<%BANNER%>
Guyana chronicle
ALL ISSUES CITATION THUMBNAILS PAGE IMAGE ZOOMABLE
Full Citation
STANDARD VIEW MARC VIEW
Permanent Link: http://ufdc.ufl.edu/UF00088915/00212
 Material Information
Title: Guyana chronicle
Portion of title: Sunday chronicle
Physical Description: v. : ill. ; 45 cm.
Language: English
Publisher: Guyana National Newspaper Ltd.,
Guyana National Newspaper Ltd.
Place of Publication: Georgetown, Guyana
Publication Date: 8/27/2006
Copyright Date: 2005
Frequency: daily[nov. 21, 1983-]
daily (except monday)[ former dec. 1, 1975-nov. 30, 1983]
daily
regular
 Subjects
Subjects / Keywords: Newspapers -- Georgetown (Guyana)   ( lcsh )
Genre: newspaper   ( sobekcm )
Spatial Coverage: Guyana
Guyana -- Georgetown
 Notes
Dates or Sequential Designation: Vol. 1 (Dec. 1, 1975)-
Numbering Peculiarities: Publication suspended: Oct. 12-24, 1983.
General Note: Sunday ed. published as: Sunday chronicle.
 Record Information
Source Institution: University of Florida
Holding Location: University of Florida
Rights Management: All rights reserved by the source institution and holding location.
Resource Identifier: oclc - 29013105
lccn - sn 93049190
sobekcm - UF00088915_00180
Classification: lcc - Newspaper N & CPR
System ID: UF00088915:00212
 Related Items
Preceded by: Guyana graphic

Full Text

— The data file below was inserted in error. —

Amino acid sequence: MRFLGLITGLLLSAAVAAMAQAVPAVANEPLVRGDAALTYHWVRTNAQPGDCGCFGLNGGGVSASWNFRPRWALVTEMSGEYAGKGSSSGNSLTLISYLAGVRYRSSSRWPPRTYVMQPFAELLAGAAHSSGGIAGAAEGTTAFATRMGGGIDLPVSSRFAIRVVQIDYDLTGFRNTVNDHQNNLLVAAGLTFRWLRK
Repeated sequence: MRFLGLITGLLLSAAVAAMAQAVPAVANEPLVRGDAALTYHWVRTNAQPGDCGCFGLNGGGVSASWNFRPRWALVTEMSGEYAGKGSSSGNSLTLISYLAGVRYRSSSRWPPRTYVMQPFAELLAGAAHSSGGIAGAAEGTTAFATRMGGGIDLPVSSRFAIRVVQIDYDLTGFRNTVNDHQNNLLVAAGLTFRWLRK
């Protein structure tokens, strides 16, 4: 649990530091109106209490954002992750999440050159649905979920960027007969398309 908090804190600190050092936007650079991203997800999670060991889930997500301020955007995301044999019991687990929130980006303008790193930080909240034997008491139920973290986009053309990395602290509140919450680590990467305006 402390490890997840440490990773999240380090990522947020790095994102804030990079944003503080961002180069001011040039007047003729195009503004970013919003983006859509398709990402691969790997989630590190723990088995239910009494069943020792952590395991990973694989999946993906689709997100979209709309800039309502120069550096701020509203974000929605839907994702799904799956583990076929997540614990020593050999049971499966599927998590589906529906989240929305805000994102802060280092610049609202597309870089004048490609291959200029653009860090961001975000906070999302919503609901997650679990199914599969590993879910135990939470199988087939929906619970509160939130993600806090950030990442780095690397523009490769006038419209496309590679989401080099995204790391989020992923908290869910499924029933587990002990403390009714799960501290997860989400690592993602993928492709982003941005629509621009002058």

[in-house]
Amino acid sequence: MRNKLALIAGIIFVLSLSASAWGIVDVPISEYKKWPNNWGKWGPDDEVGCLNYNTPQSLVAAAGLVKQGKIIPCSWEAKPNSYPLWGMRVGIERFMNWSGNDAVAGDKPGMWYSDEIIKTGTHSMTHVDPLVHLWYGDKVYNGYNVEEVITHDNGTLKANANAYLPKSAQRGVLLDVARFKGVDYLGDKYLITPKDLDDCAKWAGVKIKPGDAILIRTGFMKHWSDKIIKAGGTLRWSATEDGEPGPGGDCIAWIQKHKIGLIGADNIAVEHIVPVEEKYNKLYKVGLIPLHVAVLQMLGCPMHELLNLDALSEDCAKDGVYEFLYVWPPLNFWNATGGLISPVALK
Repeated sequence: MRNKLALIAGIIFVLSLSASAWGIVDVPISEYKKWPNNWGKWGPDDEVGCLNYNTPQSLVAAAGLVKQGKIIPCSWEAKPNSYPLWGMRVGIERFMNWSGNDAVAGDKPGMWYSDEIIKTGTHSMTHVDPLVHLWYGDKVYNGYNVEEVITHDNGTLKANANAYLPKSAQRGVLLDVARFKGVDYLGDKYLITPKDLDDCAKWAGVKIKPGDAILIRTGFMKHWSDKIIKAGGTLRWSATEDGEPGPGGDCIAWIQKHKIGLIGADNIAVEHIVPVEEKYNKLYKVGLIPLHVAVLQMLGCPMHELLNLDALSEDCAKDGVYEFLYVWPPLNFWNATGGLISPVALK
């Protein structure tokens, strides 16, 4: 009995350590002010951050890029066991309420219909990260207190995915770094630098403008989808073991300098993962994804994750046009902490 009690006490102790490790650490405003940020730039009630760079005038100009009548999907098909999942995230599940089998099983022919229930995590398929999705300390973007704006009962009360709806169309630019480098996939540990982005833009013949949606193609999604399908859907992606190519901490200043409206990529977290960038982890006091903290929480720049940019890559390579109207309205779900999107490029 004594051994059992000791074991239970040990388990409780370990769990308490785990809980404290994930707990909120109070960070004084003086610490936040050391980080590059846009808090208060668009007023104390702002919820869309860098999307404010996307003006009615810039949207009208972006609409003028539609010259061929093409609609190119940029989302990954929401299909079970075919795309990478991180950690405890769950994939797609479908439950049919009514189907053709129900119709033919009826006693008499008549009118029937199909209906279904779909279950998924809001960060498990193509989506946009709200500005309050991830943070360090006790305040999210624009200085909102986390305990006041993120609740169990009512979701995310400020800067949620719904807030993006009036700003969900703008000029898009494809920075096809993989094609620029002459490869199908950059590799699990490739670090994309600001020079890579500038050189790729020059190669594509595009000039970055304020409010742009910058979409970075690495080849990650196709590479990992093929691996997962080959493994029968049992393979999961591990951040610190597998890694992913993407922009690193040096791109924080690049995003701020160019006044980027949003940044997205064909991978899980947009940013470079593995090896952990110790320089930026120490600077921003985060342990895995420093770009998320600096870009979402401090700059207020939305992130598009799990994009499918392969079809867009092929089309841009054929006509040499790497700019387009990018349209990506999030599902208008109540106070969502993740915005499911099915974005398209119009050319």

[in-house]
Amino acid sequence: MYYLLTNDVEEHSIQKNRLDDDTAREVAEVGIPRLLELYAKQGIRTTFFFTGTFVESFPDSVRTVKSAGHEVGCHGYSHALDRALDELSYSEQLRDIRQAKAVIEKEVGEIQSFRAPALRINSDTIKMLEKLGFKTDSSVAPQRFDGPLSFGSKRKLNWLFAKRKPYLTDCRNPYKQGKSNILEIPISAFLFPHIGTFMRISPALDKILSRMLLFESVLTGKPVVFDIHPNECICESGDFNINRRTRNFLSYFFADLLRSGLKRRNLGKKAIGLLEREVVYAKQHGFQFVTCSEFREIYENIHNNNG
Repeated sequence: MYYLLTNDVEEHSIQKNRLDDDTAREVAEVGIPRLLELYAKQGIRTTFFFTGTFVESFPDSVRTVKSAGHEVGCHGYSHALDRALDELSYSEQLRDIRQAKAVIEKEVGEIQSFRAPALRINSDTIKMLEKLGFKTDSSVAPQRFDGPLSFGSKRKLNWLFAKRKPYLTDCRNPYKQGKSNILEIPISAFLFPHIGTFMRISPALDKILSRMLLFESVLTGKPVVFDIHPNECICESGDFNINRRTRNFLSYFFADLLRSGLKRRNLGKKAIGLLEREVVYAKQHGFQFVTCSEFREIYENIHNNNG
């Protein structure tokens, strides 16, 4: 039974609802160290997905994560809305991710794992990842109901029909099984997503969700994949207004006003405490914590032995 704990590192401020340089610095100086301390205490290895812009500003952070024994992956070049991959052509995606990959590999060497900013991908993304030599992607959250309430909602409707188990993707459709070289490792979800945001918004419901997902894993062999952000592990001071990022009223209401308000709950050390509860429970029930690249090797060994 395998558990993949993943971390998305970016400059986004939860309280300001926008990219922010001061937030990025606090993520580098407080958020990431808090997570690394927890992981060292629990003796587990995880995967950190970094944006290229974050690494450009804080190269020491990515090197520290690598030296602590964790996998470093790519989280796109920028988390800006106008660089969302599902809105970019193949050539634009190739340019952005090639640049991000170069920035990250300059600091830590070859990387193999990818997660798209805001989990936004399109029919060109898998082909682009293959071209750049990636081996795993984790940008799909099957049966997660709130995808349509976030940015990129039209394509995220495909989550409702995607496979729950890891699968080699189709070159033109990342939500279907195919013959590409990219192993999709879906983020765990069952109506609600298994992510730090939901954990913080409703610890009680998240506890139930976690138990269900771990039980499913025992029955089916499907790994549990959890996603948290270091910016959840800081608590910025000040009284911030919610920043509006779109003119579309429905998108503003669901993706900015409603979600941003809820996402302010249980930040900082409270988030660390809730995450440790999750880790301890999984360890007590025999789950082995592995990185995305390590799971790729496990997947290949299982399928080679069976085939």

The Chronicle is at http://www.guyanachronicle.com


MOBILE PHONE
THROWING CONTEST
SAVONLINNA, Finland, (Reuters) Anyone want-
ing to throw away their mobile phone can do it in
style and may even win a medal at the Mobile
Phone Throwing World Championship, Finland's
latest contribution to offbeat athleticism.
Originally a local event in this small town close to
the Russian border, the seventh annual contest yester-
day drew some 100 throwers from as far afield as


Canada, Russia and Belgium. Founder Christine Lund describes the
event as a good source of light exercise with an environmentally
friendly twist. "There are a lot of mobile phones on the second-
hand market, and we are recycling them (before they become toxic
waste)," she said.
The inventive Finns had already given the world the Sauna World
Championships and the Wife Carrying Competition before coming
up with a new way to make mobile phones even more mobile.
This year's gold medal went to Finland's Lassi Etelatalo, who
flung a scrapped Nokia unit a forceful 89.00 metres. "I prepared
by javelin throwing, I haven't really practised throwing mobile


phones," Etelatalo told Reuters.
In the freestyle event, Dutchman Elie Rugthoven's phone
landed outside the designated area, but he still won silver
thanks to a phone juggling performance that impressed the
judges.
WITH THE COMPLIMENTS OF


PARTIES WRAP UP CAMPAIGN




PARTIES WRAP UP CAMPAIGN


PPP/C leads

in closing rallies
PRESIDENT Bharrat Jagdeo, plugging unity and eq-
uitable distribution of wealth in a US$500B develop-
ment plan for the next five years, fuelled enthusiasm
last evening among mainly sugar ... Page two


UPBEAT: PPP/C presidential candidate Bharrat Jagdeo at
yesterday's mass rally at Stewartville. (Quacy Sampson
photo)


IN THEIR NUMBERS: a section of the thousands at the PNCR-1G final rally at
1763 Monument Square in Georgetown last night. (Delano Williams photo)
- I .J. ..


1

E3;1 . *~~t ~I- .~) 51..
?ic~~
1 '"~ :*
.r E! It


0 l


-- ---- ---- -------- -~--


:


,; frenclly stoe'







2 SUNDAY CHRONICLE August 27, 2006





Parties wrap up campaign


- PPP/C leads in


closing rallies


By Neil Marks. Shawnel
Cudjoe and Telesha Persaud

PRESIDENT Bharrat Jagdeo,
plugging unity and equitable
distribution of wealth in a
US$500B development plan
for the next five years, fuelled
enthusiasm last evening
among mainly sugar workers